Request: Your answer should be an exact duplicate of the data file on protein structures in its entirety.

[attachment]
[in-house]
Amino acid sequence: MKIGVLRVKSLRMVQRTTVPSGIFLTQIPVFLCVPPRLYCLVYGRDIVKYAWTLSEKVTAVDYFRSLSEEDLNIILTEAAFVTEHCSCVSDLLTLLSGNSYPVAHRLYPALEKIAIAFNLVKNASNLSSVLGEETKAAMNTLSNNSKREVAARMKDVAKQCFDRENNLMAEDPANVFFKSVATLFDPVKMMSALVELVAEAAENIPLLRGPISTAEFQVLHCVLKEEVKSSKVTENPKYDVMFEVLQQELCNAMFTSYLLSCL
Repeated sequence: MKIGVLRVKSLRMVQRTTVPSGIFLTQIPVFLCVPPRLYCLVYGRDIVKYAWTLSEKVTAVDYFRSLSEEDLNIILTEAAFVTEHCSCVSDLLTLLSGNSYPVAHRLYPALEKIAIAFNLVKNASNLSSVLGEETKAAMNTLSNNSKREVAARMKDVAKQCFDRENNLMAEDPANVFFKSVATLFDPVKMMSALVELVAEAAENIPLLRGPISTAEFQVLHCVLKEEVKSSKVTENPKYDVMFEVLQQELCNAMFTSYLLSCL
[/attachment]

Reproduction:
[in-house]
Amino acid sequence: MKIGVLRVKSLRMVQRTTVPSGIFLTQIPVFLCVPPRLYCLVYGRDIVKYAWTLSEKVTAVDYFRSLSEEDLNIILTEAAFVTEHCSCVSDLLTLLSGNSYPVAHRLYPALEKIAIAFNLVKNASNLSSVLGEETKAAMNTLSNNSKREVAARMKDVAKQCFDRENNLMAEDPANVFFKSVATLFDPVKMMSALVELVAEAAENIPLLRGPISTAEFQVLHCVLKEEVKSSKVTENPKYDVMFEVLQQELCNAMFTSYLLSCL
Repeated sequence: MKIGVLRVKSLRMVQRTTVPSGIFLTQIPVFLCVPPRLYCLVYGRDIVKYAWTLSEKVTAVDYFRSLSEEDLNIILTEAAFVTEHCSCVSDLLTLLSGNSYPVAHRLYPALEKIAIAFNLVKNASNLSSVLGEETKAAMNTLSNNSKREVAARMKDVAKQCFDRENNLMAEDPANVFFKSVATLFDPVKMMSALVELVAEAAENIPLLRGPISTAEFQVLHCVLKEEVKSSKVTENPKYDVMFEVLQQELCNAMFTSYLLSCL